NIH Expands Program to Sequence Rat Genome
New Grants Awarded to Baylor College of Medicine and Celera Genomics
BETHESDA, Md. - The National Heart, Lung and Blood Institute (NHLBI) and the National Human Genome Research Institute (NHGRI) today announced awards totaling $58 million to expand the National Institutes of Health (NIH) program to determine the DNA sequence of the genome of the laboratory rat, a key experimental animal for many areas of biomedical research. The two new grants, to the Baylor College of Medicine and Celera Genomics Group of Applera Corporation, will greatly accelerate the ongoing program to decode the rat genome. The expanded program, which also includes Genome Therapeutics Corporation (Waltham, Mass.), The Institute for Genomic Research (Rockville, Md.), and the University of British Columbia, will produce a draft sequence of the rat genome within two years.
The rat joins a host of other important model organisms including E.coli, yeast, the roundworm C.elegans, the fruit fly and the mouse, whose genomes have been or are now being sequenced. The genome sequences of these organisms provide the basis for important studies in the field of comparative genomics. By comparing the genome sequences of different organisms, scientists can identify regions that play a vital role and thus have been conserved over evolutionary time. For example, comparing genome sequences will help researchers readily identify and study not only the protein-coding regions but also the corresponding regulatory regions, which may be located at great distances from one another.
The laboratory rat is widely used as a disease model in research programs directed at understanding, treating and preventing many human diseases. The rat genome is estimated to be 3 billion base pairs in size, similar to the size of the human genome. "The rat genome sequence will further accelerate genomic-based research leading to improved understanding of how human genes work. This will, in turn, lead to new insights for treating and preventing disease," said Dr. Richard Gibbs, Director of the Baylor College of Medicine Human Genome Sequencing Center.
"Celera Genomics is very pleased to participate in this public/private collaboration. The rat is an important model system, widely used in many public and private sector research programs and our participation should ensure the rapid production of rat genome sequence to further those programs," said Dr. Robert Holt of Celera Genomics. Sequencing is the determination of the order of the base pairs, the subunits of DNA. Knowing the sequence of the base pairs is essential to identifying genes. Once the genes involved in biological processes are known, the information can help researchers better understand how the body develops and functions and how diseases occur.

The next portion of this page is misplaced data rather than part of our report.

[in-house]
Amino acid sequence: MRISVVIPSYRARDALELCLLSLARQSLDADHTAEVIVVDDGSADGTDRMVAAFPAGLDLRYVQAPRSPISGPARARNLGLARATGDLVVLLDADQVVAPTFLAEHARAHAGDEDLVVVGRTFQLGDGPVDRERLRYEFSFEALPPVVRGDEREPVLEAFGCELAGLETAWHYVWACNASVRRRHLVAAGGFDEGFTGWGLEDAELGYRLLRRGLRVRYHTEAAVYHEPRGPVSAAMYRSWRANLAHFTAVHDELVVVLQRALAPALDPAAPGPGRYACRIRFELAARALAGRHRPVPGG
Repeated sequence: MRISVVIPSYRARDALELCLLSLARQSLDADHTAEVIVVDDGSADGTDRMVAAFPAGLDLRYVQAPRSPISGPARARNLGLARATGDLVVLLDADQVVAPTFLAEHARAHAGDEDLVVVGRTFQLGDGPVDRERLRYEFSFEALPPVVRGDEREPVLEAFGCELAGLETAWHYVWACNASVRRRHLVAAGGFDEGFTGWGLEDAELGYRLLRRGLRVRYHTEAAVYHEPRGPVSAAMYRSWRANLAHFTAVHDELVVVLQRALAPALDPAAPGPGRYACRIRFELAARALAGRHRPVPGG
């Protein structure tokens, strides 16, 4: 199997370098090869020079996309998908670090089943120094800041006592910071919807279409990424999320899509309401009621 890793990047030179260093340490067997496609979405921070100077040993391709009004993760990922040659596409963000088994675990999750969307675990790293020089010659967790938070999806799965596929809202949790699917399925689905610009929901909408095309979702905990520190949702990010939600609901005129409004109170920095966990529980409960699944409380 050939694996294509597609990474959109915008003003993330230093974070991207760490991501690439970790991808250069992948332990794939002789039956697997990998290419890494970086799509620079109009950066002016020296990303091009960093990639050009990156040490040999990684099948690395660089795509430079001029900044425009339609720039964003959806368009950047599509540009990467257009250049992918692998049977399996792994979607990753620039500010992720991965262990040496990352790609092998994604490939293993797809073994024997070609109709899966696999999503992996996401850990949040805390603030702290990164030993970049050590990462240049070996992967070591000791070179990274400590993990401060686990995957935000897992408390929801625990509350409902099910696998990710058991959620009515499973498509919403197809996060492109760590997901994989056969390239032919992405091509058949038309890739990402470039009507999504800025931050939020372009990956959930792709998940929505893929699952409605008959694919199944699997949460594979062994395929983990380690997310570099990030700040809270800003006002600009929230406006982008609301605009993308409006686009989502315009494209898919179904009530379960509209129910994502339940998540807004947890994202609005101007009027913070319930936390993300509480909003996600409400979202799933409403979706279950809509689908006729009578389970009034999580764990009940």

"Important genes are conserved through evolution and so similar versions are found in different animal species," said George Weinstock, co-director of the Baylor Human Genome Sequencing Center. "The similarities between human DNA and the DNA of other living organisms are a critical guide to help researchers find genes that function similarly in humans. These model systems give us great hints for understanding human biology."
The strategy for sequencing the rat genome will combine elements of a hierarchical shotgun, or map-based, approach and a whole-genome-shotgun approach. This dual strategy will take advantage of the lessons learned during the initial sequencing of the human genome by the International Human Genome Sequencing Consortium and, separately, by Celera Genomics. The Baylor, Celera Genomics and Genome Therapeutics Corporation groups will collaborate on whole genome shotgun sequencing of the rat DNA. In addition, Baylor will contribute additional data from the sequencing of individual mapped BAC clones. The Institute for Genomic Research and the University of British Columbia groups will contribute map data that will be used to select the individual BAC clones to sequence. The draft genome sequence will be assembled by combining the several types of data.
Data from the project will be released weekly into public databases at the National Center for Biotechnology Information.
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Last Updated: July 22, 2010